Steer Horn Neck Road Speed Limit Reduced

HOLLYWOOD, Md. (March 10, 2022)—The Commissioners of St. Mary's County voted to establish an official speed limit of 40 miles per hour on Steer Horn Neck Road in Hollywood this week but several of them said there needs to be more speed and traffic enforcement to keep drivers from breaking the limits.

The speed on Steer Horn Neck Road had been 50 miles per hour but numerous accidents, crashes and complaints from residents showed that speed limit was often broken with little care as to consequences.

When they passed their resolution, commissioners added language directing the Department of Public Works and Transportation—which came to the commissioners with the proposed ordinance change—to establish measures other than a sign to actually slow traffic down.

According to county documents, Steer Horn Neck Road was the only county-owned road which had a posted speed limit of 50 miles per hour.

James Gotsch, newly-hired director of the public works department, said Steer Horn Neck Road was a "legacy road we inherited from State Highway [Administration]."

"What drives this is up at the intersection with Sotterley Road there has been 10 incidents, accidents in the last five years," Gotsch said, relaying complaints from a resident. "They've replaced their mailbox three times, they've replaced a fence three times.

"They're [drivers] not stopping. They're just driving over Sotterley Road [intersection] and into the ditch."

The speed limit reduction would also serve nearby subdivisions whose residents say lower speeds would make it easier for them to exit their communities onto main roads.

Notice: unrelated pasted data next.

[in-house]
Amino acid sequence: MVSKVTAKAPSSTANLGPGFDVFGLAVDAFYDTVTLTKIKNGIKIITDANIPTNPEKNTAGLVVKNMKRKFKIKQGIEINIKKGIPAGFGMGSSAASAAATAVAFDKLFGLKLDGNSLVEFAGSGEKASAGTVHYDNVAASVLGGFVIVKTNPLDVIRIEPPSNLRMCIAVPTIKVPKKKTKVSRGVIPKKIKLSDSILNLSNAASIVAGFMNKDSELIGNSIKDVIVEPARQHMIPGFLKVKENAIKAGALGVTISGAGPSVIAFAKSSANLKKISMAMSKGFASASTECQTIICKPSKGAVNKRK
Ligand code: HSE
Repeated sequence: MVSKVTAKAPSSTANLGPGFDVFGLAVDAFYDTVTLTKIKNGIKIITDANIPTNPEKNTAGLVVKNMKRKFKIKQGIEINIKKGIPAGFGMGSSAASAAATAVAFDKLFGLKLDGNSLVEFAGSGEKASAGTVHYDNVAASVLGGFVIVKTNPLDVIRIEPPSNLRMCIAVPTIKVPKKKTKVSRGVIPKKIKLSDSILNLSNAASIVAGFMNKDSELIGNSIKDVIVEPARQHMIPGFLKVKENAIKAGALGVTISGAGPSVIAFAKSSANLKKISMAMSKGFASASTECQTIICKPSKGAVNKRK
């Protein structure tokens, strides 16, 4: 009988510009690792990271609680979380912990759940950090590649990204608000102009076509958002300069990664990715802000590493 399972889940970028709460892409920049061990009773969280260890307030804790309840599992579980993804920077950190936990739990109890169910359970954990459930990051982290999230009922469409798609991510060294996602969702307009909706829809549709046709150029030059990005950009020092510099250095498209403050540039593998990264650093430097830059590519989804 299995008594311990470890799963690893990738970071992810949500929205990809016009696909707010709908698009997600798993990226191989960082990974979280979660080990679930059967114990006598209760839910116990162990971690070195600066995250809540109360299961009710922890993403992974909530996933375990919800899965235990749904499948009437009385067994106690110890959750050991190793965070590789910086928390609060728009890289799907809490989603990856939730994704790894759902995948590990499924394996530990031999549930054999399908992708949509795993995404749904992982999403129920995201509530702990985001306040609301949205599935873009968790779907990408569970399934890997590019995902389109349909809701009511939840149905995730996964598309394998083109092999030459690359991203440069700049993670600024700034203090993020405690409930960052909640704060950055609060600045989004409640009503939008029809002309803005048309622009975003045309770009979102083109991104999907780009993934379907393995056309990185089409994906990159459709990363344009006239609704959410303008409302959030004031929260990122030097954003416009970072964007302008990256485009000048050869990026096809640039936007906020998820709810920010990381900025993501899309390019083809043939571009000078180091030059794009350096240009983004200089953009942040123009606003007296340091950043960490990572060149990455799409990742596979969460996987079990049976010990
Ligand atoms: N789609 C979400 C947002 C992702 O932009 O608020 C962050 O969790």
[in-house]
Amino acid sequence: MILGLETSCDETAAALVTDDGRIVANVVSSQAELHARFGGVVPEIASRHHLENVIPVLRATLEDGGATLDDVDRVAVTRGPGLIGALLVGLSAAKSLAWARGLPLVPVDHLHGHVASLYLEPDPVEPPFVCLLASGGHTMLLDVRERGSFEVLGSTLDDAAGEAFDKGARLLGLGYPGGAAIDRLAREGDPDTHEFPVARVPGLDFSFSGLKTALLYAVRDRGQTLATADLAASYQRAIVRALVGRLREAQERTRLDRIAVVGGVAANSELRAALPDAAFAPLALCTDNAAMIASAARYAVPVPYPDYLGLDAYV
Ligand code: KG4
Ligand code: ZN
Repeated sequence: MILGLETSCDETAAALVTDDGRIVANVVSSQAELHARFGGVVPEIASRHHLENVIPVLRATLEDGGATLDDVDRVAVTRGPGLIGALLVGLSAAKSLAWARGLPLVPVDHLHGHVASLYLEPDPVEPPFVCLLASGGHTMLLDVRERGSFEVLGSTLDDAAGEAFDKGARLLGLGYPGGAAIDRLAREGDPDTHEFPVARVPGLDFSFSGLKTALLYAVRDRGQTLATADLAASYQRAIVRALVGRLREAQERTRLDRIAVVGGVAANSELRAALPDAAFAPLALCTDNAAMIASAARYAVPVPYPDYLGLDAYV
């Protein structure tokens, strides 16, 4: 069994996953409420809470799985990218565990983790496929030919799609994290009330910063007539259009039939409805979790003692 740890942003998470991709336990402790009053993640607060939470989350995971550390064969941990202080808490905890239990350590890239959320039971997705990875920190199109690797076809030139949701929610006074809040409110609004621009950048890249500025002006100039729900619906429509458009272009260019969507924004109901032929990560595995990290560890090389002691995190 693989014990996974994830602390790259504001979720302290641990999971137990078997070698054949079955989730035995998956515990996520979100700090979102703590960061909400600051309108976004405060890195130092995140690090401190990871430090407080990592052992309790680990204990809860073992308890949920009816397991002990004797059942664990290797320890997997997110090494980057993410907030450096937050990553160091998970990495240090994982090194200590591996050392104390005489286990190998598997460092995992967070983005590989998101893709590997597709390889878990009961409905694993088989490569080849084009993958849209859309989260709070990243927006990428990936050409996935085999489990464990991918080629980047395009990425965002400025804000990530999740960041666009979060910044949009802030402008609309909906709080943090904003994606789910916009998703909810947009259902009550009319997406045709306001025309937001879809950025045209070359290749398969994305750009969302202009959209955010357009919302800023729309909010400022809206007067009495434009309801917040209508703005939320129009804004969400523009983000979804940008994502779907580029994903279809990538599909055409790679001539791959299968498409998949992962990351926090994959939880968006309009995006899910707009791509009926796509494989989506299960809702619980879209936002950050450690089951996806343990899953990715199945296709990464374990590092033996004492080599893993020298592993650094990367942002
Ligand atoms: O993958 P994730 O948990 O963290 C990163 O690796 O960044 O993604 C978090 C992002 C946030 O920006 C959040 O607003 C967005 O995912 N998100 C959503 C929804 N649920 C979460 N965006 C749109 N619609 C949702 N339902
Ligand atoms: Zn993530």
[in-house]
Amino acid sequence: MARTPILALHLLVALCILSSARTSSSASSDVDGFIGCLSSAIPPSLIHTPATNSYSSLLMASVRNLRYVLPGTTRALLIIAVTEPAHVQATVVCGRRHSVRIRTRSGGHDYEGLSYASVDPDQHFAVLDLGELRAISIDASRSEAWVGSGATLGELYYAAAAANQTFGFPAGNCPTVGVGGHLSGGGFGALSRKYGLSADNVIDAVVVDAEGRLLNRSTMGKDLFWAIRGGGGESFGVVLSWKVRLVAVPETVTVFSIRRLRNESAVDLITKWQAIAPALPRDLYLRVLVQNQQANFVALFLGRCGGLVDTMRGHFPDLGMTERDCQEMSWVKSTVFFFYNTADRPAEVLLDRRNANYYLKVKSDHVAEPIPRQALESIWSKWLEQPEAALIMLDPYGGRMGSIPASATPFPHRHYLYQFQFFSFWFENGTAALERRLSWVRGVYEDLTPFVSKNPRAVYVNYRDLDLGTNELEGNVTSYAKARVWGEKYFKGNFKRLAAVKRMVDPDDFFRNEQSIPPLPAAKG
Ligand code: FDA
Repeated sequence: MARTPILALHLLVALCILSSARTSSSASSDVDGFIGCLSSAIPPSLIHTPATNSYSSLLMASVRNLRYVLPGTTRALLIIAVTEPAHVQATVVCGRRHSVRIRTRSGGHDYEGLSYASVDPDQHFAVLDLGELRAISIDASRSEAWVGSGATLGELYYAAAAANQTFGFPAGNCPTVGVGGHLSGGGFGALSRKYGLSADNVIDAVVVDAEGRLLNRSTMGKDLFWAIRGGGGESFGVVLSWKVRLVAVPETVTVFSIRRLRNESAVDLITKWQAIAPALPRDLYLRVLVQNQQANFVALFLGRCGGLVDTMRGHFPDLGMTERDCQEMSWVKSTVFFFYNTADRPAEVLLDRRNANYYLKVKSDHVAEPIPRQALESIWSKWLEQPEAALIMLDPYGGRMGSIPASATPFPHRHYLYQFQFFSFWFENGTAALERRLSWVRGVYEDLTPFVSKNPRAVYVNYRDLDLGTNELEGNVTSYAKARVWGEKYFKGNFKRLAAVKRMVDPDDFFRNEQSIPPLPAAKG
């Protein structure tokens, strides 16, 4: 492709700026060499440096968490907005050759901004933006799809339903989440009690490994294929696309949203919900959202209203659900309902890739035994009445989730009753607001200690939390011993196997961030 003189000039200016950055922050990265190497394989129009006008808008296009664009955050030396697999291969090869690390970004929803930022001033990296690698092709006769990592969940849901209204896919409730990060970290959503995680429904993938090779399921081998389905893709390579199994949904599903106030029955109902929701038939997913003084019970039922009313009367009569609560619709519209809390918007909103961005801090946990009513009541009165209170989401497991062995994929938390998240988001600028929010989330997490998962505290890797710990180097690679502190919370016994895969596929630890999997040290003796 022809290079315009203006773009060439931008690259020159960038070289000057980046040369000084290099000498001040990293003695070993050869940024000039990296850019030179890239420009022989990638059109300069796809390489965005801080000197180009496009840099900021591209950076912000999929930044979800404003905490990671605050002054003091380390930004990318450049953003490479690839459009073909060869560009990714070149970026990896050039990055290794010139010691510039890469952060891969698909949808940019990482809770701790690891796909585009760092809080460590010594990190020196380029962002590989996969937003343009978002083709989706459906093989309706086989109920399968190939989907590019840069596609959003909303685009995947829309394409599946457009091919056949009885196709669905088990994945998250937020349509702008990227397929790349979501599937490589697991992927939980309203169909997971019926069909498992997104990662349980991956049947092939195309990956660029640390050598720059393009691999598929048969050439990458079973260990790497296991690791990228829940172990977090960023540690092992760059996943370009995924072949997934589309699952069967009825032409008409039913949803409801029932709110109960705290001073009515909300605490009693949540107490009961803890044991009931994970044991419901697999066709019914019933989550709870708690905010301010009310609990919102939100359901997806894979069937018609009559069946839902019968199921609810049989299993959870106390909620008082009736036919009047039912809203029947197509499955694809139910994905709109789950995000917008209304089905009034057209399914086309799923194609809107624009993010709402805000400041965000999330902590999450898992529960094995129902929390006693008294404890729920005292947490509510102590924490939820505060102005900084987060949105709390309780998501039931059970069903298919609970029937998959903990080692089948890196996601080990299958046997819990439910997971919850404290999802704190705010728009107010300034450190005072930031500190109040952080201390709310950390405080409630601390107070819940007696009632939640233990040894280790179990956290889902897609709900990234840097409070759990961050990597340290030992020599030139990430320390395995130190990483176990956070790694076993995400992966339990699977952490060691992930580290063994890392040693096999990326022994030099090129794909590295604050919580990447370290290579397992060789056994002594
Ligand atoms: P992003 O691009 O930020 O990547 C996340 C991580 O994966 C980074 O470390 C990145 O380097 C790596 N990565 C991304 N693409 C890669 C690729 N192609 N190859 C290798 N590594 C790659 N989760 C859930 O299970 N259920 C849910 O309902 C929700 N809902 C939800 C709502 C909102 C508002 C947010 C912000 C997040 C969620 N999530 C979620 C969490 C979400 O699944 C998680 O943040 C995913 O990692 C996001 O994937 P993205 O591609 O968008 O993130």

Also, a newly-constructed crosswalk serving Greenwell State Park necessitated the reduction, Gotsch said.

Commissioners Todd Morgan and John O'Connor both said they wanted public works to pursue additions to the road, such as rumble strips, that would encourage drivers to slow down.

Gotsch said rumble strips were universally unpopular for the noise they produce—as well as complaints—and are often quickly removed.

"Anyone who drives out there… realizes if it's 50 miles an hour, people are going slow," Morgan said. "The traffic enforcement is going to a be a sign that is going to be ignored."

O'Connor said the new signs could also have the opposite effect on drivers.

"You can put up all the signs in the world, but without the enforcement to back it up, lower speed limits like this cause more defiance of the actual speed limit," O'Connor said. "A sign won't stop the problem but traffic engineering can curb the problem.

"We have to look at it a different perspective; maybe we do need to put up rumble strips and see what happens."

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